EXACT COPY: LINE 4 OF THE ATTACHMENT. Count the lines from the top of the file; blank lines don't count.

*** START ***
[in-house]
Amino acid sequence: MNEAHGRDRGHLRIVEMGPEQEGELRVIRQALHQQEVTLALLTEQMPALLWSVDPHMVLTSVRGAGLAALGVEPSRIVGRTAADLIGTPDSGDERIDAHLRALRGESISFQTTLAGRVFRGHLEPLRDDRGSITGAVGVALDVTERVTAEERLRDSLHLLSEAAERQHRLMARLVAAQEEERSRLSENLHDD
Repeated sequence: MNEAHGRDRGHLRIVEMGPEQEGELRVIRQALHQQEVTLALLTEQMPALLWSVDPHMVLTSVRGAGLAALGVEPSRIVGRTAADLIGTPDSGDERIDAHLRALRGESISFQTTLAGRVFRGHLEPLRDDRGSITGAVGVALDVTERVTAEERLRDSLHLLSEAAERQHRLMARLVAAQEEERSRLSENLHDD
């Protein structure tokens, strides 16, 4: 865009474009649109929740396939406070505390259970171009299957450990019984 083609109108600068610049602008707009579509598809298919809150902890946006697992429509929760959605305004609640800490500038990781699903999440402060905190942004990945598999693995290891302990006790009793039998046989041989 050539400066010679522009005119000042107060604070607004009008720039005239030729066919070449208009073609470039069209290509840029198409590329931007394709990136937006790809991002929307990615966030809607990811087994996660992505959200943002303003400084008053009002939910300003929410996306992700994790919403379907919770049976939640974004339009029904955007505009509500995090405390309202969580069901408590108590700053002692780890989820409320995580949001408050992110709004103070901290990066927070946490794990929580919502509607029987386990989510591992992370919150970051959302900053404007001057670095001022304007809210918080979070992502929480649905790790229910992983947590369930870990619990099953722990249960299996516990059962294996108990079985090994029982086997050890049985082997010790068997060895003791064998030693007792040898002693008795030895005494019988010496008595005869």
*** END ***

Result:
């Protein structure tokens, strides 16, 4: 865009474009649109929740396939406070505390259970171009299957450990019984 083609109108600068610049602008707009579509598809298919809150902890946006697992429509929760959605305004609640800490500038990781699903999440402060905190942004990945598999693995290891302990006790009793039998046989041989 050539400066010679522009005119000042107060604070607004009008720039005239030729066919070449208009073609470039069209290509840029198409590329931007394709990136937006790809991002929307990615966030809607990811087994996660992505959200943002303003400084008053009002939910300003929410996306992700994790919403379907919770049976939640974004339009029904955007505009509500995090405390309202969580069901408590108590700053002692780890989820409320995580949001408050992110709004103070901290990066927070946490794990929580919502509607029987386990989510591992992370919150970051959302900053404007001057670095001022304007809210918080979070992502929480649905790790229910992983947590369930870990619990099953722990249960299996516990059962294996108990079985090994029982086997050890049985082997010790068997060895003791064998030693007792040898002693008795030895005494019988010496008595005869």